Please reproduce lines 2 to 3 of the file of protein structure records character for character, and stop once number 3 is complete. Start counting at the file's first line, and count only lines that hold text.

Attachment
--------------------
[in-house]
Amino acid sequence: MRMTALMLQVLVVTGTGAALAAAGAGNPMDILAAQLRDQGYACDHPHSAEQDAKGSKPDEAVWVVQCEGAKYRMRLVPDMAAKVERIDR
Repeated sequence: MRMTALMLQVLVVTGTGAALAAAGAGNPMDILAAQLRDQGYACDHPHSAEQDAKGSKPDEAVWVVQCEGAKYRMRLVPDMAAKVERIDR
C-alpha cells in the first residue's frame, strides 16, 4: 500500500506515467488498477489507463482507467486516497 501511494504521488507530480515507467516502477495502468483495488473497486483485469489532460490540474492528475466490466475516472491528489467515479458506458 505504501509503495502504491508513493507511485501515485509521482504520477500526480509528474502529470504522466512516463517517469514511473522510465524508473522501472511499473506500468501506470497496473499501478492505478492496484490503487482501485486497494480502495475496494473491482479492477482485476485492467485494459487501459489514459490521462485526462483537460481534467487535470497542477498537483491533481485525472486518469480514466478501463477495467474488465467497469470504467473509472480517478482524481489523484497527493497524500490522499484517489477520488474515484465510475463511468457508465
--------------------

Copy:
Amino acid sequence: MRMTALMLQVLVVTGTGAALAAAGAGNPMDILAAQLRDQGYACDHPHSAEQDAKGSKPDEAVWVVQCEGAKYRMRLVPDMAAKVERIDR
Repeated sequence: MRMTALMLQVLVVTGTGAALAAAGAGNPMDILAAQLRDQGYACDHPHSAEQDAKGSKPDEAVWVVQCEGAKYRMRLVPDMAAKVERIDR